Amy Stewart, Individually and As Next Friend of Theresamichelle Stewart, Plaintiffs-appellees, v. Guy Crosson (84-5290), Laroy Furton; Nancy Furton;clifford L. Furton and Wannetta W. Furton(84-5291), Defendants-appellants, 774 F.2d 158 (6th Cir. 1985)Annotate this Case
William C. Moody, John L. Whitfiel (argued), Nashville, Tenn., John E. Acuff and Jere L. Hargrove, argued, Cookeville, Tenn., for defendant-appellant in No. 84-5290.
John E. Acuff and Jere L. Hargrove, argued, Cookeville, Tenn., for defendants-appellants in No. 84-5291.
William Bush, argued, Rural Legal Services of Tennessee, Inc., Cookeville, Tenn., and Lenny L. Croce, Oak Ridge, Tenn., for plaintiffs-appellees.
Before MERRITT and MARTIN, Circuit Judges, and HOGAN,* Senior District Judge.
MERRITT, Circuit Judge.
This attorney's fees case is a companion case to the housing discrimination action, Stewart v. Furton and Crosson, 774 F.2d 706 (6th Cir. 1985) No. 83-5925, which we also decide today. On the merits in that companion case, the plaintiff alleged that both defendants had violated the Fair Housing Act, 18 U.S.C. § 3604(c) and 42 U.S.C. § 1982. The District Court found for plaintiff and awarded her extensive injunctive relief, but no damages. The Court did award plaintiff costs and attorney's fees, charging 80% against defendant Crosson and 20% against the Furtons.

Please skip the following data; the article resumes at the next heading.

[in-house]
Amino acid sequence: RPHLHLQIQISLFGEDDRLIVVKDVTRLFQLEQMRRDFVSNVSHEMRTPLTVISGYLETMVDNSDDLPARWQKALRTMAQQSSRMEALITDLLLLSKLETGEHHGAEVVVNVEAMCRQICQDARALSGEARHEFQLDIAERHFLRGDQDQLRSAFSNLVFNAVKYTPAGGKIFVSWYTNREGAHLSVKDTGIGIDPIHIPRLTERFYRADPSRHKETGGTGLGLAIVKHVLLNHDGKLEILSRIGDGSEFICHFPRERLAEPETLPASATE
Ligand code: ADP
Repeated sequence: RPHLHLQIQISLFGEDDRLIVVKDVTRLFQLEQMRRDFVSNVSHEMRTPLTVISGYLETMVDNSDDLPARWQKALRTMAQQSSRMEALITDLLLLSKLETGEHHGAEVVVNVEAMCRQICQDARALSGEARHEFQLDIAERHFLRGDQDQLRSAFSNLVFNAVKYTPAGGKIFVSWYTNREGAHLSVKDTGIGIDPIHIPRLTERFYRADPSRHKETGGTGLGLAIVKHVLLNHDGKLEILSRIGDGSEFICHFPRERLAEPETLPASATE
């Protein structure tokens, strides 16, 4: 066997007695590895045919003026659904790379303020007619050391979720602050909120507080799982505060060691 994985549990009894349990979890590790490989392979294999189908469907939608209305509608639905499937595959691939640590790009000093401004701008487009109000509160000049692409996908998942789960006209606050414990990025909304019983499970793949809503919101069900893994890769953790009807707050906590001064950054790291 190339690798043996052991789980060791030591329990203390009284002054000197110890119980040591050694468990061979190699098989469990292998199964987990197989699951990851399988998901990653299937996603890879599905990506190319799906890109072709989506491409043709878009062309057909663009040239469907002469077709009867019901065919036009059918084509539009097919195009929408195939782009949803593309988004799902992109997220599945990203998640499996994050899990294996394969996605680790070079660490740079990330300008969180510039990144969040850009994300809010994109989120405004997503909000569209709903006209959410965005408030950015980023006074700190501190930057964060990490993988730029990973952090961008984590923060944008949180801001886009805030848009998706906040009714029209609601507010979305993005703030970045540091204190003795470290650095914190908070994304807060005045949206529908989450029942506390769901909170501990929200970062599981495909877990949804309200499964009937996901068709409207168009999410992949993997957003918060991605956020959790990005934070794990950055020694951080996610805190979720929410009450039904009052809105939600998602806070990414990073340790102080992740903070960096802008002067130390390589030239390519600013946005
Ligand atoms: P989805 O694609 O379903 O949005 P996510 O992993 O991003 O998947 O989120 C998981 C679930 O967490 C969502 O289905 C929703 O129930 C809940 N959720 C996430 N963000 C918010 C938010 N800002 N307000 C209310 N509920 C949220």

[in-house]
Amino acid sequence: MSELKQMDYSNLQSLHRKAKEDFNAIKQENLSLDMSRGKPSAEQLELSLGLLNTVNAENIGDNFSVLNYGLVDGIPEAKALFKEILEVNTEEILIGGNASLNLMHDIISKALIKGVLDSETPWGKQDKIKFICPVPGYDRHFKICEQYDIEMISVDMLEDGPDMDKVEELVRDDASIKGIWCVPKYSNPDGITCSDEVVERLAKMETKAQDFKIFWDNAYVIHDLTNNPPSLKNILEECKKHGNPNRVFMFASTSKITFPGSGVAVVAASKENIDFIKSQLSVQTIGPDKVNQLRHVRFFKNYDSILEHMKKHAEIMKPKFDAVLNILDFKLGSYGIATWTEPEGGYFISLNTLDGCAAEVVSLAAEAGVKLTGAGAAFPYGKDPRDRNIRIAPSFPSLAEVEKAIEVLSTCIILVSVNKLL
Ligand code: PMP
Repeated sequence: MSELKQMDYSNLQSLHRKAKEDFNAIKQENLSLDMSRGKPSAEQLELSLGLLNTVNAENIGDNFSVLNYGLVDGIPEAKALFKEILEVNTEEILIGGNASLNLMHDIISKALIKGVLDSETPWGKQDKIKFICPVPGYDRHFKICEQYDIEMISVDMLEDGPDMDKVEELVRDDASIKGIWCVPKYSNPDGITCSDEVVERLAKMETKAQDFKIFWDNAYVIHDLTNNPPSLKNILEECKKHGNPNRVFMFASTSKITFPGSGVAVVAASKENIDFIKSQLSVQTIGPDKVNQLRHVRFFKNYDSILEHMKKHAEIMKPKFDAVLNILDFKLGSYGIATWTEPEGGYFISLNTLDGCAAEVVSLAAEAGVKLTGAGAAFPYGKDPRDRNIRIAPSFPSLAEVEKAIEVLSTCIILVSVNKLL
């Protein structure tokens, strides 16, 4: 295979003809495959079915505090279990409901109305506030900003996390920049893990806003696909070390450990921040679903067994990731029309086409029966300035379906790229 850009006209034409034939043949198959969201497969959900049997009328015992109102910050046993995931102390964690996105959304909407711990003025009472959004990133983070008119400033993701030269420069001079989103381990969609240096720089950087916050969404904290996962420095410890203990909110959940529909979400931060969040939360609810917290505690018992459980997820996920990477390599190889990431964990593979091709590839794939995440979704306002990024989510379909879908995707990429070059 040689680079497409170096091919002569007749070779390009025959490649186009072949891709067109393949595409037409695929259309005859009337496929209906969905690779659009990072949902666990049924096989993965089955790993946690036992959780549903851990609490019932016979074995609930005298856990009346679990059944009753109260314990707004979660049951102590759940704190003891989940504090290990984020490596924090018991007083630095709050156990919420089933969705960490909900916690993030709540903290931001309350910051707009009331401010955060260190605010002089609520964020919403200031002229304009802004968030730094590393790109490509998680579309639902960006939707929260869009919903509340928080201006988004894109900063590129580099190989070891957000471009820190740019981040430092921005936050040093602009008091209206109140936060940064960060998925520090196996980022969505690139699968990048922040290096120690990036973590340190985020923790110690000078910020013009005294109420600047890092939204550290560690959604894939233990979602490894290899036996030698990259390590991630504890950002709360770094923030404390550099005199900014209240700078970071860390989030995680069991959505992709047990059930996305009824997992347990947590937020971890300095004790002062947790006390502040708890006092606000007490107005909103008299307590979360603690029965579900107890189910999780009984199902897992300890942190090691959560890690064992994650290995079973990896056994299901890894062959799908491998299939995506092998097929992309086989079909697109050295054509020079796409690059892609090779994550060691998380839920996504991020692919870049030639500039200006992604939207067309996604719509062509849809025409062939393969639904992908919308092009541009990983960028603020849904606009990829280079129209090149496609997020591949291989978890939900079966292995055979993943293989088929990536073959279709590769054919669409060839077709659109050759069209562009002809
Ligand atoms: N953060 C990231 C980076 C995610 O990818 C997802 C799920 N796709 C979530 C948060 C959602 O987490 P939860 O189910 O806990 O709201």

Subsequently, plaintiff moved for an award of interim attorney's fees in an amount exceeding $12,000. The Court reduced the amount of fees by: (1) setting a lower hourly rate than that requested by plaintiff's attorneys; (2) adjusting for some duplication of effort by the two attorneys; (3) deducting certain periods of time he deemed unreasonable for the tasks performed; (4) deducting for work spent on an unsuccessful post-trial motion to alter or amend the judgment; and (5) denying a request to increase the fees based on a contingency factor. The Court then awarded fees in the amount of $7,954.05, and apportioned the fees in accordance with its earlier order.
The Furtons argue that the award of fees and costs against them is error since they were not found liable to plaintiff for damages. Our decision in Stewart v. Furton and Crosson, 774 F.2d 706, establishes that damages will lie against the Furtons; therefore, we reject their argument on attorney's fees and costs.
Crosson argues that no fees and costs should be awarded against him based on an alleged understanding between himself and plaintiff's attorneys that no judgment would be sought against him. The District Court made no finding of fact on any agreement, and we are precluded from doing that on review. The filing of a suit is sufficient notice to a defendant that, at the least, he or she may be liable for costs and attorney's fees. This is true regardless of whether the plaintiff's complaint expressly prays for damages against a particular defendant. Given the District Court's inherent discretion in awarding fees and costs, see Northcross v. Board of Education of Memphis City Schools, 611 F.2d 624 (6th Cir. 1979), we cannot say that the assessment against Crosson was an abuse of discretion.
Because of our finding, however, that damages lie against the Furtons, we vacate the award of attorney's fees and remand for reconsideration of the fees to be awarded and the appropriate proportion of costs and fees between the defendants.
The Honorable Timothy S. Hogan, Judge of the United States District Court for the Southern District of Ohio, sitting by designation